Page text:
### Abstract

The performance of some modern optimization techniques in fitting the solutions of first-order differential equations derived from compartmented models to isotopic tracer data has been investigated. The methods studied were the conjugate gradient methods of Fletcher and Powell and Fletcher and Reeves, and the simplex method of Nelder and Mead. Fletcher and Powell's method was the least satisfactory of the three. When started on a simple problem outside the quadratic region, it approached the solution tangentially in a very inefficient way. Fletcher and Reeves' method solved this problem efficiently, but failed to find the true optimum in a problem of moderate complexity. Neither of the conjugate gradient methods would converge unless the parameters were scaled internally. The simplex method created its own scaling factors and worked more satisfactorily than either of the others on the simple and moderate problems. On a large problem (eight parameters) the performances of the simplex method without scaling and Fletcher and Reeves' method with scaling were about equal. The former was thus the most satisfactory of the three studied. With one difficult set of data, all methods found local minima whose coordinates depended on the starting point. The possibility of locating multiple minima cannot therefore be dismissed out of hand. Normalization is important when tracer data are involved, because they can vary over several orders of magnitude. When replicate data are involved, the variance at each time point may be used. Other possibilities are recommended when only one set of data is available. © 1972.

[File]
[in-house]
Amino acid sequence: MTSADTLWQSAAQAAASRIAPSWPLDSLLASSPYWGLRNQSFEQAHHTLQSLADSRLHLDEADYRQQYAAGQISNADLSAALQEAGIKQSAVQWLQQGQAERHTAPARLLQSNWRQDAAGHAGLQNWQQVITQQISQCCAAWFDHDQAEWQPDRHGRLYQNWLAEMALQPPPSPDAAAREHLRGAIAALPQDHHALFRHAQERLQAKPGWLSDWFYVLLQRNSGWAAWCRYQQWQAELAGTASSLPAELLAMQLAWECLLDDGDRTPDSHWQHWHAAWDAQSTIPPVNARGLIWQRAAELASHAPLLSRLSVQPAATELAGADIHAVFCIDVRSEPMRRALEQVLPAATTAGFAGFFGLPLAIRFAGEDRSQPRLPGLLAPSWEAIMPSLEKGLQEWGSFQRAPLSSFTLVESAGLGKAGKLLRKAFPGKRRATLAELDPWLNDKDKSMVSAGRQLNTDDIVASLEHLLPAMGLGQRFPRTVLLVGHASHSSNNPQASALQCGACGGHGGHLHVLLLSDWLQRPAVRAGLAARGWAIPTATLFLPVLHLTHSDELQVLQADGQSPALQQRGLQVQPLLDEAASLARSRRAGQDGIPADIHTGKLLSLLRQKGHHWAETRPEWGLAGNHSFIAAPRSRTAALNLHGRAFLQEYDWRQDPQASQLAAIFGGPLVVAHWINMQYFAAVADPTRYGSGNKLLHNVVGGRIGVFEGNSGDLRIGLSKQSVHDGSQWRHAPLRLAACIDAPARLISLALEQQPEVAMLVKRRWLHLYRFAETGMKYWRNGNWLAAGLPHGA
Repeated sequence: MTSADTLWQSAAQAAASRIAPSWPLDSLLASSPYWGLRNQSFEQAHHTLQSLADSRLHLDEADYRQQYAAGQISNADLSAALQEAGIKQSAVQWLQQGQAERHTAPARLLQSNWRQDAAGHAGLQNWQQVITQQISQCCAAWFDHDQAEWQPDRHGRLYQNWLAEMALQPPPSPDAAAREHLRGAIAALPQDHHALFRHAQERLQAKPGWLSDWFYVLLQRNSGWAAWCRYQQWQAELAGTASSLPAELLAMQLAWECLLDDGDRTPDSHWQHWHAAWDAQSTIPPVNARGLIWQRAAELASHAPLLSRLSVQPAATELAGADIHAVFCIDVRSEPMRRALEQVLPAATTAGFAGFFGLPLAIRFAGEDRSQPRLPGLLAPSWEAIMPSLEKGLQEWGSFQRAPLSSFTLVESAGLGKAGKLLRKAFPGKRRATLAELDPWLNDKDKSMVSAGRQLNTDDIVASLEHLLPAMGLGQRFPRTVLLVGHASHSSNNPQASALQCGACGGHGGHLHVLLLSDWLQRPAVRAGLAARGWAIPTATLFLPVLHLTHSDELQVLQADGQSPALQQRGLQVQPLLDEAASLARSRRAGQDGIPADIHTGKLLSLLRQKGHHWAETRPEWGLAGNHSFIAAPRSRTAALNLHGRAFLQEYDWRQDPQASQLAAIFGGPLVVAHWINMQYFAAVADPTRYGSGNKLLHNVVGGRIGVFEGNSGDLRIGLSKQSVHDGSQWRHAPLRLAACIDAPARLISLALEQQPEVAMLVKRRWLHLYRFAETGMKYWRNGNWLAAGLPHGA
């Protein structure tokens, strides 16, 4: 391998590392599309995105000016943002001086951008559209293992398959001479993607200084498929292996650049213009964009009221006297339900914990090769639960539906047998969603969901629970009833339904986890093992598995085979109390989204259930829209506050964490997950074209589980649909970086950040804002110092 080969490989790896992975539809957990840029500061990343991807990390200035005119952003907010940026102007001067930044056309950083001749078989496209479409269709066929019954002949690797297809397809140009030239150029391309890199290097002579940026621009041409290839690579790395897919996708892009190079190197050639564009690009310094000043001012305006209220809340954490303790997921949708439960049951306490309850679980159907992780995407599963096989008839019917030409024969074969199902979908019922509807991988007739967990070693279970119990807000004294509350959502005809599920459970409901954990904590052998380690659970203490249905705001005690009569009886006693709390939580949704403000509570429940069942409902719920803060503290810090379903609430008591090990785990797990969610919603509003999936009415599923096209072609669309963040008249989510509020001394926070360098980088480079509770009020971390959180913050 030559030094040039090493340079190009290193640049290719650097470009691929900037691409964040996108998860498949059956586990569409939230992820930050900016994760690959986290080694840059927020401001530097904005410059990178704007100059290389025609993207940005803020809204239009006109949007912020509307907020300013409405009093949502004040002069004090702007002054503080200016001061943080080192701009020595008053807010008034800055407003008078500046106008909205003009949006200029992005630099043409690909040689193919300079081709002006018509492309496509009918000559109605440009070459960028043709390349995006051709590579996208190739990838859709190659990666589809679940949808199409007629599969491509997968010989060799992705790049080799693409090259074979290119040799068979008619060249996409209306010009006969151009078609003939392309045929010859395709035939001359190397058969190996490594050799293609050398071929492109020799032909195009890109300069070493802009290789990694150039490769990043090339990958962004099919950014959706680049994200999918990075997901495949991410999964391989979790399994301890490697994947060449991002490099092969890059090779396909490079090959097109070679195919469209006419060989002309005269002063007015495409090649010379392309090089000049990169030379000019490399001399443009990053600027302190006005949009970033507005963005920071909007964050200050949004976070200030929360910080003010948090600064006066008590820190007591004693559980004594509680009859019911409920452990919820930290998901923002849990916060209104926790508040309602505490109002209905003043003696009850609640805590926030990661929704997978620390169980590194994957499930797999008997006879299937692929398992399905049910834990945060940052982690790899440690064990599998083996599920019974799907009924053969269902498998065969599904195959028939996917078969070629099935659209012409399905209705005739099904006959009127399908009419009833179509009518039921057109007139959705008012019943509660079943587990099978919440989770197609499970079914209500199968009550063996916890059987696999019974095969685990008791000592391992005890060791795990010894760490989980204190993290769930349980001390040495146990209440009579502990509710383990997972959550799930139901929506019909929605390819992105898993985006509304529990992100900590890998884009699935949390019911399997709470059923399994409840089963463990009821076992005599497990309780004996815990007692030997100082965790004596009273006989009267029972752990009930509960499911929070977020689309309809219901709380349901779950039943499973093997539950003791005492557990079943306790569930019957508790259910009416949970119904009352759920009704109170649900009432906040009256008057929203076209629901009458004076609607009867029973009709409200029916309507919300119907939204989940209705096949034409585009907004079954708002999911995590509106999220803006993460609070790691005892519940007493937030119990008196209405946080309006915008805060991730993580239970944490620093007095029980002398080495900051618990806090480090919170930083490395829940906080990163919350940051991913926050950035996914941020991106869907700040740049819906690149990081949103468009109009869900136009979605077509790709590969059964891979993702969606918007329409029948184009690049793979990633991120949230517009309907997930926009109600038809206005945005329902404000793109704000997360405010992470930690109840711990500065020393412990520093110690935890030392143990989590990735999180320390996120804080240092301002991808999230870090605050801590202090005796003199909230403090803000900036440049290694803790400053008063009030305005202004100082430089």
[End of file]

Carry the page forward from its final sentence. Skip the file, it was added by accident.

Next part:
Original language | English |
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Pages (from-to) | 265-282 |

Number of pages | 18 |

Journal | Mathematical Biosciences |

Volume | 13 |

Issue number | 3-4 |

Publication status | Published - Apr 1972 |

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## Cite this

*Mathematical Biosciences*,

*13*(3-4), 265-282.